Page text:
Developing & Winning Aren't Mutually Exclusive

FUNdamental Skills
By Darren Fenster

Can’t we all just get along?

On any given day, on any of the countless social media platforms, you can find baseball coaches ferociously attacking one another from behind their keyboards over a variety of subjects in and around our game. The vast “I’m right, you’re wrong” arguments range from the swing mechanics of hitters, to weighted balls versus long toss for pitchers, to offenses that believe in bunting against those who vilify the mere thought of laying one down.

But there is one argument prevalent today above all others that shouldn’t be an argument at all: developing players versus winning games. These are in no way two ideals that should be pinned up against one another, but rather two that should work hand in hand, coexisting to be mutually beneficial for the other. But for some reason, many have come to view these two subjects as an “either/or,” and are unable to connect them in the productive relationship that they should naturally be found in.

The belief that a coach has to be 100% all about developing players or 100% all about winning games is a misguided one in today’s day and age. My question is: when did these two become mutually exclusive?

Since when did winning become a bad thing?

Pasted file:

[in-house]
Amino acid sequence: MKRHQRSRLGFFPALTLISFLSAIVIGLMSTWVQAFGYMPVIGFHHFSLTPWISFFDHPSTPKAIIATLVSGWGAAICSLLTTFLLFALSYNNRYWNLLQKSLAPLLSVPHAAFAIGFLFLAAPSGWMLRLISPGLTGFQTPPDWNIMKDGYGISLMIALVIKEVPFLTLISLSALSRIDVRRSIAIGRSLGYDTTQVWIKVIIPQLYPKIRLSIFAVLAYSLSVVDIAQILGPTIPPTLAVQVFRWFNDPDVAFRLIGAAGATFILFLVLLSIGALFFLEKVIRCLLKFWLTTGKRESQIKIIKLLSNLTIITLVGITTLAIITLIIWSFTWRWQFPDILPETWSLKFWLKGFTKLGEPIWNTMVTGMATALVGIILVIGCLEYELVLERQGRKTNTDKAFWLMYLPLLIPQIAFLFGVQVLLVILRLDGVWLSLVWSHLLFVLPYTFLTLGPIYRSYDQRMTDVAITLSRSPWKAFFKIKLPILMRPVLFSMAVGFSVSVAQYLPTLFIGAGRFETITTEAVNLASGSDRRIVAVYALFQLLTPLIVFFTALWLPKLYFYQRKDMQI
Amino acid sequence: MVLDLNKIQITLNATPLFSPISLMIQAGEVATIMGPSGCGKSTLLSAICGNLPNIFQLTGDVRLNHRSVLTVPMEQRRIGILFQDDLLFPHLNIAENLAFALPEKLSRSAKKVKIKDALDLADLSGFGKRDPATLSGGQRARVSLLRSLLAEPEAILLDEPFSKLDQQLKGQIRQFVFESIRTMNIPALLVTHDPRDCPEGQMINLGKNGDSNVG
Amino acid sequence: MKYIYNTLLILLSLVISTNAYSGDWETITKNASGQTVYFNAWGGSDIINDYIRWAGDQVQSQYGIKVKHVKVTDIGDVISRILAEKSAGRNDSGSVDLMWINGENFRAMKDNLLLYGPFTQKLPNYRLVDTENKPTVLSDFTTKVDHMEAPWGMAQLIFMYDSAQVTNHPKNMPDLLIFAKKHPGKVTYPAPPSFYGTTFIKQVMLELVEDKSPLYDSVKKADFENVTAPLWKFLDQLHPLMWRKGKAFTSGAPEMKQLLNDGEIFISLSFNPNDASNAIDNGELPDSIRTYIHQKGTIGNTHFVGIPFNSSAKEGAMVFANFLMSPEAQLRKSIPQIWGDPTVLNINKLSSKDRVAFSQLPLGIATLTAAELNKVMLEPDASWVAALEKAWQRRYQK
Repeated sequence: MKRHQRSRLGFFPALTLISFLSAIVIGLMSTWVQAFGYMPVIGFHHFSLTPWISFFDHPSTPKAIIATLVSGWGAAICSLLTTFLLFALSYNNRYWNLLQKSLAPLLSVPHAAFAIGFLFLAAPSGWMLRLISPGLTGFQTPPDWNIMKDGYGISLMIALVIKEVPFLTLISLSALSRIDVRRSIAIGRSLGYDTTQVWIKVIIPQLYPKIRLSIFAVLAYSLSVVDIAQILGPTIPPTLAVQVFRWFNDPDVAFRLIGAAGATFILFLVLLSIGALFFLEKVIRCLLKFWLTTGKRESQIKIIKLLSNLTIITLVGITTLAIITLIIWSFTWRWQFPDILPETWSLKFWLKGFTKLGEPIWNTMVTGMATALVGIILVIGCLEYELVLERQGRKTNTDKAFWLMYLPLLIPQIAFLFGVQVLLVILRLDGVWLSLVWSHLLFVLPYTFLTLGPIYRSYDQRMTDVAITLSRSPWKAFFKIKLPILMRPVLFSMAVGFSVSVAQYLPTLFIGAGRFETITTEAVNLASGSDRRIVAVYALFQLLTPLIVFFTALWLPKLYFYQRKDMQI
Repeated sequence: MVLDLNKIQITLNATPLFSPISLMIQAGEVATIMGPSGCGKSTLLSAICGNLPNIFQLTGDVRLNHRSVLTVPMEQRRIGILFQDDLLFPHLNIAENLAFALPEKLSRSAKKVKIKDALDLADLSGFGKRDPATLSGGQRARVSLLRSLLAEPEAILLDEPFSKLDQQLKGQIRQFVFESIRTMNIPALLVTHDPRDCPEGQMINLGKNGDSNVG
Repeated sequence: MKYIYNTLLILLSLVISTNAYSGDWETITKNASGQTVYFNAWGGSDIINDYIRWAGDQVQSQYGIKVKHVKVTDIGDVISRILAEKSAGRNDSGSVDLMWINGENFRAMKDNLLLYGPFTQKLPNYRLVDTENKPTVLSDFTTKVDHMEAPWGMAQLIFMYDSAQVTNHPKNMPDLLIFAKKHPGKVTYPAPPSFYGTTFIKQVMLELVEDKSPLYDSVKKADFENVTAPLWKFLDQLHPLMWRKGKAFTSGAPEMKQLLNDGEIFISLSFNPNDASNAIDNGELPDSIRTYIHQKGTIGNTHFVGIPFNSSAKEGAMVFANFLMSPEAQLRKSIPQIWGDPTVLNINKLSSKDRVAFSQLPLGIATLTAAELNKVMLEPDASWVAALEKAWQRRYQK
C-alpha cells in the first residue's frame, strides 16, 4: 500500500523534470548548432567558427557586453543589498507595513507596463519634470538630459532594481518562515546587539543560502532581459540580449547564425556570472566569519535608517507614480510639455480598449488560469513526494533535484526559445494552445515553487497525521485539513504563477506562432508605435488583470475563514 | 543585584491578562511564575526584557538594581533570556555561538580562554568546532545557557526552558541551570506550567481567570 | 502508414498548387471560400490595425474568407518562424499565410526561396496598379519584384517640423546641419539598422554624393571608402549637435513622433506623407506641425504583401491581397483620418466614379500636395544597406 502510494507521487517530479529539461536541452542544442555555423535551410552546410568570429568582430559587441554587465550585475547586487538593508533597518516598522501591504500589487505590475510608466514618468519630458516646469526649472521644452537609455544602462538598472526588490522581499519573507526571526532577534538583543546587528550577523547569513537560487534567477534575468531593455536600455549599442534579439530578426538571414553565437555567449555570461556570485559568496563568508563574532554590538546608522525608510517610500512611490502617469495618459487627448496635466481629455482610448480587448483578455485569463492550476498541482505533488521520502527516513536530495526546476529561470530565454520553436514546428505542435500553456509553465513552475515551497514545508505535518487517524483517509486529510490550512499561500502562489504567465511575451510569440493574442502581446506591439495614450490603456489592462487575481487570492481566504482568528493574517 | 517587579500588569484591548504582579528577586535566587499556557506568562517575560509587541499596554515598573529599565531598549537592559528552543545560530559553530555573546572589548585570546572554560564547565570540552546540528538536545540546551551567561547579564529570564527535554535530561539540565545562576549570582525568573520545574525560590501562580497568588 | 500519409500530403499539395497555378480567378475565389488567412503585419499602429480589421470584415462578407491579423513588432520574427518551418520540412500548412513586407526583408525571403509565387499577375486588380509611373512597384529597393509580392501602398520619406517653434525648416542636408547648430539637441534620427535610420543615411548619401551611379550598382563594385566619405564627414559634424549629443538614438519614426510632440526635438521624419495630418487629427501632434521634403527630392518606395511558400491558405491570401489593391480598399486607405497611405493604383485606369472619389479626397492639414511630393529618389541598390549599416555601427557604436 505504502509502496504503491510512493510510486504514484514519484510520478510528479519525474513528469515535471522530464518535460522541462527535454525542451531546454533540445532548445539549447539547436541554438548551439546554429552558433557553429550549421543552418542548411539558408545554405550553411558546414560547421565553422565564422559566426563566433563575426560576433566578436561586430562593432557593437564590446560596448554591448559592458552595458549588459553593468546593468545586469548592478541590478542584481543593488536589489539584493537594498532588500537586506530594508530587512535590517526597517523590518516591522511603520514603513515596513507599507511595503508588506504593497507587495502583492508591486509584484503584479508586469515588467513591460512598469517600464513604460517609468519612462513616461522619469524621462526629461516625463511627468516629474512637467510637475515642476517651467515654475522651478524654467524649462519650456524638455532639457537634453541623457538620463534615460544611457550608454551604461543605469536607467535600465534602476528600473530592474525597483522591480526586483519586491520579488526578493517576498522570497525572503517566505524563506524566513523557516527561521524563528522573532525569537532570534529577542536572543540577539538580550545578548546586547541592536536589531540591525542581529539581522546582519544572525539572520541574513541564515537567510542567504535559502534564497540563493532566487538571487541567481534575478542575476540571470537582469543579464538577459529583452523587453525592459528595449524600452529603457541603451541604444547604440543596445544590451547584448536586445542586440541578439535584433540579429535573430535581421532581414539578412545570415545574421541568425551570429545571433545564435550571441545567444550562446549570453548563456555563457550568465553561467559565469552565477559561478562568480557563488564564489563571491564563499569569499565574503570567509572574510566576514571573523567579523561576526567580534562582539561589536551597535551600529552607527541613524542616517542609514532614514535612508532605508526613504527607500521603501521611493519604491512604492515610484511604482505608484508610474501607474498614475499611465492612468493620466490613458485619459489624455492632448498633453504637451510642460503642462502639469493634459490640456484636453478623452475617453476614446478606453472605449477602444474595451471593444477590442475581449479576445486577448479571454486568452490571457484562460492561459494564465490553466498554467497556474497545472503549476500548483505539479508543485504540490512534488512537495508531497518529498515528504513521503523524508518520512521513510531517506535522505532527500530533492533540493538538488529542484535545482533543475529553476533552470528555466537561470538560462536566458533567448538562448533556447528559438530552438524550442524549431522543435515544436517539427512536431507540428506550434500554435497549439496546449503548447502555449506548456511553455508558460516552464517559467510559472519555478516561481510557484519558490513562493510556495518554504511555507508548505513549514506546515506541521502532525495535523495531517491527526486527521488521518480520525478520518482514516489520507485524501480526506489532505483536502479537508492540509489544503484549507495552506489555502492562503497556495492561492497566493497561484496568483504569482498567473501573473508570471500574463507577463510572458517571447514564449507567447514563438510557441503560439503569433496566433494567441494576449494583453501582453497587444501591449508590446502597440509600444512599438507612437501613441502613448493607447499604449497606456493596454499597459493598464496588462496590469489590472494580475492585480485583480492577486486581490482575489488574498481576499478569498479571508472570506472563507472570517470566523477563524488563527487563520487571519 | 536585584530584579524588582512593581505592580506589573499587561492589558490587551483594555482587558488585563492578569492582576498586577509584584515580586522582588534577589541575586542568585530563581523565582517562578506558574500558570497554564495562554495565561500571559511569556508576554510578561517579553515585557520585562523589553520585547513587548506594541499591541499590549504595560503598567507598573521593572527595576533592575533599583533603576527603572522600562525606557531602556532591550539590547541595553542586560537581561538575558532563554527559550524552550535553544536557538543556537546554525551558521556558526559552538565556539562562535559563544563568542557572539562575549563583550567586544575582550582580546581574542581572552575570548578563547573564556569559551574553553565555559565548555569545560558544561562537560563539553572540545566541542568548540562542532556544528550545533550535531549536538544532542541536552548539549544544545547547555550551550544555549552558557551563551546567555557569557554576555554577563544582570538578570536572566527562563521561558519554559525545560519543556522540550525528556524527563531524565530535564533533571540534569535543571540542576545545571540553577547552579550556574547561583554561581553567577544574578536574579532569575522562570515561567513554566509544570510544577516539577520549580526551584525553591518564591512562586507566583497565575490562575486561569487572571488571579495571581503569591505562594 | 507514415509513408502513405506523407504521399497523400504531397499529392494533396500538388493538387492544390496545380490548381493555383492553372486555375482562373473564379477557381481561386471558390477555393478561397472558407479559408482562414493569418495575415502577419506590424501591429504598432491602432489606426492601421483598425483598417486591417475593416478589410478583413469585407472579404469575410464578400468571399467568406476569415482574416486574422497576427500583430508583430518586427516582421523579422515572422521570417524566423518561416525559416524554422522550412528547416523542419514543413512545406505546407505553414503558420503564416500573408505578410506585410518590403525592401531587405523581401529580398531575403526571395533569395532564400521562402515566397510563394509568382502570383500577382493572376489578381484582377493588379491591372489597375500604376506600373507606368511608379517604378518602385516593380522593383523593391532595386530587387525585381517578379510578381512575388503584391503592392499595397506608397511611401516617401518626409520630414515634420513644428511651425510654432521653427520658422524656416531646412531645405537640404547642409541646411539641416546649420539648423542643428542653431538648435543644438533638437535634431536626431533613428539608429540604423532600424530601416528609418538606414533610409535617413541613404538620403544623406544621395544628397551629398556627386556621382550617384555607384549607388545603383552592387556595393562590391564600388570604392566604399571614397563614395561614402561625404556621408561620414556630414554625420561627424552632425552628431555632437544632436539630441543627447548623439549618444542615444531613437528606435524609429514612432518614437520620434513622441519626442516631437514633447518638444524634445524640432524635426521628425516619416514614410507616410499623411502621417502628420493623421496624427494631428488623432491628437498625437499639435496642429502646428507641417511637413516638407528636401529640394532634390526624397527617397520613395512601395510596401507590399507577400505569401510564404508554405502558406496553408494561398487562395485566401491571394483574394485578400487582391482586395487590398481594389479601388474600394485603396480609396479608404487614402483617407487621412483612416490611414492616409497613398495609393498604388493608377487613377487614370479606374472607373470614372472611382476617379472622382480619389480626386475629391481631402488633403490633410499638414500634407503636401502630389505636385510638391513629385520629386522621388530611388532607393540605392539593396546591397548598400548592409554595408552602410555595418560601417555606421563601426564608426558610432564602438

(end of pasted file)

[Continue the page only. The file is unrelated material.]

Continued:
Since when did making players better become a bad thing?

Since when did these two ideals become all or nothing, one or the other?

This is the baseball world we now live in.

Team coaches are responsible for everything that happens on the field with their collective group of players. The individualized aspects of each player, as well as the overall fundamentals of the team both fall under that coach’s watch. At many spots, at various levels, they are not getting paid (or volunteering) to spend all hours of the day to improve one part of one player’s game, but rather to help teach an entire roster of players how to play the game, and eventually, how to win. There are many of those coaches out there who we would all enthusiastically send our own children to play for.

On the other end of the spectrum are specialized coaches who are just that – specialized. They are not getting paid to teach the little nuances of the game that are the mark of complete baseball players who do the things needed to help their teams win games, nor do they pretend to be. Their sole purpose may be to increase a single pitcher’s arm strength or perfect the mechanics of an individual hitter’s swing. And there are many out there who are outstanding in doing so.

Last time I checked, when players became better individually, their teams had a better chance of winning. And in a very similar manner, when players learn all of the things that it takes to win games, they are becoming better individual players.

So, with that in mind, I’ll ask again, when did winning games and developing players become mutually exclusive?